School of the Environment
Many students entering college have not yet fully developed their learning skills, nor gained the confidence to self-direct that learning, and propose novel ideas and solutions. Students at this stage in their education are also in a time of transition and are particularly susceptible to influences that will shape the mindset that will guide the type of learner they become, the skills that they acquire, and the experiences that they have during their time at the University and beyond. LIFT provides the evidence as well as ideas for approaches to enhance student self-confidence, sense of belonging, and provide a structured process to transform and/or enhance each student’s approach to growth, learning, and problem solving. I am very excited to be a LIFT Trainer and look forward to building a larger collaborative community of student-centered teachers!
As a teacher, I strive to engage, challenge, and spark intellectual curiosity in my students. In a perfect world, I would accomplish those goals within each course, class session, and assignment. But the reality is that teaching, good teaching, is hard. Maybe that’s why I’m passionate about it, because I like the challenge and complexity of the problem. I enjoy analyzing my classes for areas of improvement, scrutinizing my grading and course policies, developing new projects, and evaluating my own performance. But, like anyone else, I get stuck. After participating in the LIFT program as a faculty fellow, I was re-energized with fresh ideas to incorporate into my most difficult courses. Now, as a LIFT trainer, I am thrilled to be able to work with other faculty who want to positively impact their students through empirically supported interventions. I love the collaborative nature of the LIFT program and am happy to share my experiences and resources with anyone interested.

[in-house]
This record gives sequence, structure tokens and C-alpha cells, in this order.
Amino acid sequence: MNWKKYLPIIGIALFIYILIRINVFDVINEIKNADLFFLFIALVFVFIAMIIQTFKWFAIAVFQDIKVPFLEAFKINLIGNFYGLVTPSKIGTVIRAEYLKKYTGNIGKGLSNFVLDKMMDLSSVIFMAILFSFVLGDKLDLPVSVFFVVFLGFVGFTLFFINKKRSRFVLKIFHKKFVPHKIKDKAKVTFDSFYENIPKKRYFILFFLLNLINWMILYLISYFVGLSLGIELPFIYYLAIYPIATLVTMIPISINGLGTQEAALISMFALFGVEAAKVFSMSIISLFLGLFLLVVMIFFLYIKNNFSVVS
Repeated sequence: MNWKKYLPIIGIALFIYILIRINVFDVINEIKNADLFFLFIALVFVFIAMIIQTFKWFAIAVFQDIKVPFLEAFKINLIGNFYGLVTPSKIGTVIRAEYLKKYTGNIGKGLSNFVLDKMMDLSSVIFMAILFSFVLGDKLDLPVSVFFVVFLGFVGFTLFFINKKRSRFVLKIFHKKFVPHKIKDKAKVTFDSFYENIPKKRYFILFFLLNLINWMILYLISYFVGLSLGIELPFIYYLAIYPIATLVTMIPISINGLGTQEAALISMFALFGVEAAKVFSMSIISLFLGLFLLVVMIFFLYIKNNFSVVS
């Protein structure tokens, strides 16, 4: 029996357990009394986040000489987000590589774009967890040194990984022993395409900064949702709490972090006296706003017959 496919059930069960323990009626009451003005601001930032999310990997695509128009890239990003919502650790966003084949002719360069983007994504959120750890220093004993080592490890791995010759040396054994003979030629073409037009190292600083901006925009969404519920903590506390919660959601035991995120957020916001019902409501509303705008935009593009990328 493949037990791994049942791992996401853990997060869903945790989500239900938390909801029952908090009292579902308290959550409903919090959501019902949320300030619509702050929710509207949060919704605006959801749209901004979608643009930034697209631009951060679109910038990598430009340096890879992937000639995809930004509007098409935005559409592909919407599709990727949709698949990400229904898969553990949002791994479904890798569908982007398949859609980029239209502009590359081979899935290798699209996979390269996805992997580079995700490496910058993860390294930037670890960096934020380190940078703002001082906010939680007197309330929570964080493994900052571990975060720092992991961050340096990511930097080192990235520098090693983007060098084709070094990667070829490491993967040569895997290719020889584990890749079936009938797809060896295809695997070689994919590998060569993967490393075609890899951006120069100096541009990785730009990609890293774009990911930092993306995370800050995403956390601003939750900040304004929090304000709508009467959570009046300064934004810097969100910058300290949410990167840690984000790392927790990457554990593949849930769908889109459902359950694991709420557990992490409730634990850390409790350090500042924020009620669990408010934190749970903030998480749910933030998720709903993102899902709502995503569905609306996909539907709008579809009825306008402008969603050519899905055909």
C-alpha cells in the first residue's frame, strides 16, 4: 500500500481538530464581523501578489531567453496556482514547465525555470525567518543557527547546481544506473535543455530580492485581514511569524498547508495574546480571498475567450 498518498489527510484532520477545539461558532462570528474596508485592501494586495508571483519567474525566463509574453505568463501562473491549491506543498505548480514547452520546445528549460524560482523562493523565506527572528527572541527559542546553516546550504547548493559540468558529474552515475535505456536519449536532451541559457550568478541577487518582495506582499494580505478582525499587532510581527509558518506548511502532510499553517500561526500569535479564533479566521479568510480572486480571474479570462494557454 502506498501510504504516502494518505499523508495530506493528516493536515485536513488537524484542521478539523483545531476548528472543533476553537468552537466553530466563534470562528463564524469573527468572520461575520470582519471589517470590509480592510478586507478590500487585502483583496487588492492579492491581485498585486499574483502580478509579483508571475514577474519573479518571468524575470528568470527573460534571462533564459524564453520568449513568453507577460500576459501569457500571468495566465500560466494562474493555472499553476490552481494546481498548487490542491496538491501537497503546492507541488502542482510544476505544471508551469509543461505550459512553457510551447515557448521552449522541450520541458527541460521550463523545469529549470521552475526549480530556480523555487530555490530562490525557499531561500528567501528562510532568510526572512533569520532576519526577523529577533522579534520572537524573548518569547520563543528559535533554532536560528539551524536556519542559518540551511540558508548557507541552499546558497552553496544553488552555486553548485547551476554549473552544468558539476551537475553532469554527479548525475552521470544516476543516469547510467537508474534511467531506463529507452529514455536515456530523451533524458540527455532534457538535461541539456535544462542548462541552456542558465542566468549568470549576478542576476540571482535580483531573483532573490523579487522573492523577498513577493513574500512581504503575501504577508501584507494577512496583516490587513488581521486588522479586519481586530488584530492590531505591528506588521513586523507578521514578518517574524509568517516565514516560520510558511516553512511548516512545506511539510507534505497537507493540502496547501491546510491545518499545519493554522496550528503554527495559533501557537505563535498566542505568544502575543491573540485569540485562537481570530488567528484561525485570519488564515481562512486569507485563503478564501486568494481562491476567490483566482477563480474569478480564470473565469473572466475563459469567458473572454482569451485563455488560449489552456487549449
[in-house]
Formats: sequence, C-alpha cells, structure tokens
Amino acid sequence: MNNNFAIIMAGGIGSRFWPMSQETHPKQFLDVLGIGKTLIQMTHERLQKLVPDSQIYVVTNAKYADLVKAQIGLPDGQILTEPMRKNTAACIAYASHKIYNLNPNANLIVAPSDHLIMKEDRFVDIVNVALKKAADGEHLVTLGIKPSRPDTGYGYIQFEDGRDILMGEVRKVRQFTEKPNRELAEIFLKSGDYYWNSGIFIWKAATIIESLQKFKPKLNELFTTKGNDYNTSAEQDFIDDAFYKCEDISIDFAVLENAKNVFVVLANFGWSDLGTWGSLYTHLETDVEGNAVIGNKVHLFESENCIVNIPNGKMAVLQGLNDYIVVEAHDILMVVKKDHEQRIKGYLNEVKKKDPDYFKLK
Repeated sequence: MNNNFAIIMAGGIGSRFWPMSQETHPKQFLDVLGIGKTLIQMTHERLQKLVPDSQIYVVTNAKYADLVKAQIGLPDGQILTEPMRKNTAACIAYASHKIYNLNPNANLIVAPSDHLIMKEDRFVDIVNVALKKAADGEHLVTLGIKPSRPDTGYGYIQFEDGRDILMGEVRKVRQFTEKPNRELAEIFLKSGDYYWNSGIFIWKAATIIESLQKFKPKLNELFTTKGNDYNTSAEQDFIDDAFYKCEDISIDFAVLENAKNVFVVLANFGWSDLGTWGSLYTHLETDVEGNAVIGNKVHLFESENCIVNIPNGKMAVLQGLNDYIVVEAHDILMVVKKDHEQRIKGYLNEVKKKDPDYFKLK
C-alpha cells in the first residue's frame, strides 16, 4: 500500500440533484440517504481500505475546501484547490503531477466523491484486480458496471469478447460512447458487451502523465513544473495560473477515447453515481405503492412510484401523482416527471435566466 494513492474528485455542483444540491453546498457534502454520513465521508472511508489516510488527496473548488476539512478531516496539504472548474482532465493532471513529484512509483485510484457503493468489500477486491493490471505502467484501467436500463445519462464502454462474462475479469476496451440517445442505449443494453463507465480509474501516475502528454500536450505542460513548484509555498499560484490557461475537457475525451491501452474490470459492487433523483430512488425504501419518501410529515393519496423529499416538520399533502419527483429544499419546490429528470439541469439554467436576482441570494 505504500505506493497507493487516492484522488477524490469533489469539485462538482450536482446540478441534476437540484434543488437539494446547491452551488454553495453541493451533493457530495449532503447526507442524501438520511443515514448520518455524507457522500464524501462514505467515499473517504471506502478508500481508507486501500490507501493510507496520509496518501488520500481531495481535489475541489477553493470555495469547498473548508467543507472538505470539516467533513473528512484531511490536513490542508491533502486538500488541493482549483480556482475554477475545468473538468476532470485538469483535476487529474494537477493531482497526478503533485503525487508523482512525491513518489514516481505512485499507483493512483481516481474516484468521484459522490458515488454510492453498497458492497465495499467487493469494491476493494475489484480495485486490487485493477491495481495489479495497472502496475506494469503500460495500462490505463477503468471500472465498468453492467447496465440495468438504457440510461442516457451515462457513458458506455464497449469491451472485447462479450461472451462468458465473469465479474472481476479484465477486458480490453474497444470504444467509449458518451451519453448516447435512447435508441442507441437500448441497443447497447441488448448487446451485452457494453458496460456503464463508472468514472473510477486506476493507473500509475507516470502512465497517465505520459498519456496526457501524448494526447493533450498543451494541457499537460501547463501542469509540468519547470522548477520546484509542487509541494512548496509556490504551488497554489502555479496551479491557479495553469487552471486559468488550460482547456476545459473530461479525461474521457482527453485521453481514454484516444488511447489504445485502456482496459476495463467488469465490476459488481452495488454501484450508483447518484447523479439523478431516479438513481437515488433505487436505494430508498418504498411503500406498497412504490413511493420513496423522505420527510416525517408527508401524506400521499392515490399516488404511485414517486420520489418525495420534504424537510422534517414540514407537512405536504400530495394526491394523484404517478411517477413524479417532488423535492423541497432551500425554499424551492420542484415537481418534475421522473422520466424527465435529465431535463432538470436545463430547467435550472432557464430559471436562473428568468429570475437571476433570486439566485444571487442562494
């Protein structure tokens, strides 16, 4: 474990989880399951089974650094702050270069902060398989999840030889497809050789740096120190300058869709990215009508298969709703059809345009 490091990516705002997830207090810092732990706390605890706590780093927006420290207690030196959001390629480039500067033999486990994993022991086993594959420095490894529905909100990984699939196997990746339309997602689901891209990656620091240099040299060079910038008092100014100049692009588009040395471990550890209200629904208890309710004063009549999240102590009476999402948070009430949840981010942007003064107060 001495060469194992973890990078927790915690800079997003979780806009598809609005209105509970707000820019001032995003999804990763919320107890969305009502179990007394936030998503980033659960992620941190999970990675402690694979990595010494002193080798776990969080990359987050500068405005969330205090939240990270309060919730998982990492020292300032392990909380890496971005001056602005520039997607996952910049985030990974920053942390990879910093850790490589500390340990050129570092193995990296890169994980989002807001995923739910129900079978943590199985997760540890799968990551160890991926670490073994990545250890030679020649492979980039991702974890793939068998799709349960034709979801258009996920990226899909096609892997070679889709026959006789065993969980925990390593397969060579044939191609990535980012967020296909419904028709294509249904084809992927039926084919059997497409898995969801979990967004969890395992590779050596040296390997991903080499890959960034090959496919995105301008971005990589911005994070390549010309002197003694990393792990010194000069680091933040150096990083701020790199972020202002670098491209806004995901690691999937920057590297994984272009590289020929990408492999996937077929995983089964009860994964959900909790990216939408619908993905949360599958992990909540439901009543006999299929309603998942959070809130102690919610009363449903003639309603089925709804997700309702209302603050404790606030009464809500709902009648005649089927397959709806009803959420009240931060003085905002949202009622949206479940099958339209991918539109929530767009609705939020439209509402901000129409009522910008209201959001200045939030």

As an educator, I’ve completed dozens of ‘values sorting’ exercises; like clockwork, every time I find myself coming to the conclusion that connection is of vital importance to my life personally and professionally. I’ve continued to see this in my students – the ability to establish and strengthen that association between myself and the other is of prime importance for discovering new ideas, finding passion in your discipline, building relationships with your peers, and feeling like you belonging in my classroom. The skills developed in LIFT Faculty Fellowship Program provide a gateway for a stronger connection among faculty, and an equally stronger connection between faculty and their students. Especially in our current world, where students have felt increasingly isolated, segregated, and polarized, the opportunity to create the sentiment that ‘I am not alone’ and ‘I feel connected’ is beyond valuable – it’s essential.